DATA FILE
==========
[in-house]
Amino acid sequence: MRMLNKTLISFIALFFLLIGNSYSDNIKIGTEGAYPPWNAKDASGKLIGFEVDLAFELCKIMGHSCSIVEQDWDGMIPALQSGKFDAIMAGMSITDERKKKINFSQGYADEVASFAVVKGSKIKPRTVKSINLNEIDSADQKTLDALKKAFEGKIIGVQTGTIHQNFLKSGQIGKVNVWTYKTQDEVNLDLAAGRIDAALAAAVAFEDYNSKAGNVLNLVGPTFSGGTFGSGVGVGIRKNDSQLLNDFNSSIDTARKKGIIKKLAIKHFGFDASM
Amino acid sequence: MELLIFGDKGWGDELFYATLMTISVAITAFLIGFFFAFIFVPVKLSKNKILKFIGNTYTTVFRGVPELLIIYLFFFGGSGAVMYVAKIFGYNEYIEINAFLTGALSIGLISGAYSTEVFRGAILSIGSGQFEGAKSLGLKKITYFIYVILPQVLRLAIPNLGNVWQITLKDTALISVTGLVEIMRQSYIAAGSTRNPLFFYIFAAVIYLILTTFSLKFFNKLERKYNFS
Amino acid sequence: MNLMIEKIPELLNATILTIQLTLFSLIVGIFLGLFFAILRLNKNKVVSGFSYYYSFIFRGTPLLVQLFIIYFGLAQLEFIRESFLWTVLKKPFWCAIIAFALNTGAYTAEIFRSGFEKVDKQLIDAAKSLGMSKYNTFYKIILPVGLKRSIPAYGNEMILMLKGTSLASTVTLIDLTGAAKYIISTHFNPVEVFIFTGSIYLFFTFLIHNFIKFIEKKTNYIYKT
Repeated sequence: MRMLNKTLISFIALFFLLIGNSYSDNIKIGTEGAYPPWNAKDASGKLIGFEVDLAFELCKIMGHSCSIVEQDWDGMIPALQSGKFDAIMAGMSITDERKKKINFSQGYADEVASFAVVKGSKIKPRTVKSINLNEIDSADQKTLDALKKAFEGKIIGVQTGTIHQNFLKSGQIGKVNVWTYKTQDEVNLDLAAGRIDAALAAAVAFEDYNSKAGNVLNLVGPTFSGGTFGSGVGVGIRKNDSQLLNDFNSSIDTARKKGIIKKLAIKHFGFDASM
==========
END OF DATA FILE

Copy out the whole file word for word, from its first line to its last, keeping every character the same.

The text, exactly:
[in-house]
Amino acid sequence: MRMLNKTLISFIALFFLLIGNSYSDNIKIGTEGAYPPWNAKDASGKLIGFEVDLAFELCKIMGHSCSIVEQDWDGMIPALQSGKFDAIMAGMSITDERKKKINFSQGYADEVASFAVVKGSKIKPRTVKSINLNEIDSADQKTLDALKKAFEGKIIGVQTGTIHQNFLKSGQIGKVNVWTYKTQDEVNLDLAAGRIDAALAAAVAFEDYNSKAGNVLNLVGPTFSGGTFGSGVGVGIRKNDSQLLNDFNSSIDTARKKGIIKKLAIKHFGFDASM
Amino acid sequence: MELLIFGDKGWGDELFYATLMTISVAITAFLIGFFFAFIFVPVKLSKNKILKFIGNTYTTVFRGVPELLIIYLFFFGGSGAVMYVAKIFGYNEYIEINAFLTGALSIGLISGAYSTEVFRGAILSIGSGQFEGAKSLGLKKITYFIYVILPQVLRLAIPNLGNVWQITLKDTALISVTGLVEIMRQSYIAAGSTRNPLFFYIFAAVIYLILTTFSLKFFNKLERKYNFS
Amino acid sequence: MNLMIEKIPELLNATILTIQLTLFSLIVGIFLGLFFAILRLNKNKVVSGFSYYYSFIFRGTPLLVQLFIIYFGLAQLEFIRESFLWTVLKKPFWCAIIAFALNTGAYTAEIFRSGFEKVDKQLIDAAKSLGMSKYNTFYKIILPVGLKRSIPAYGNEMILMLKGTSLASTVTLIDLTGAAKYIISTHFNPVEVFIFTGSIYLFFTFLIHNFIKFIEKKTNYIYKT
Repeated sequence: MRMLNKTLISFIALFFLLIGNSYSDNIKIGTEGAYPPWNAKDASGKLIGFEVDLAFELCKIMGHSCSIVEQDWDGMIPALQSGKFDAIMAGMSITDERKKKINFSQGYADEVASFAVVKGSKIKPRTVKSINLNEIDSADQKTLDALKKAFEGKIIGVQTGTIHQNFLKSGQIGKVNVWTYKTQDEVNLDLAAGRIDAALAAAVAFEDYNSKAGNVLNLVGPTFSGGTFGSGVGVGIRKNDSQLLNDFNSSIDTARKKGIIKKLAIKHFGFDASM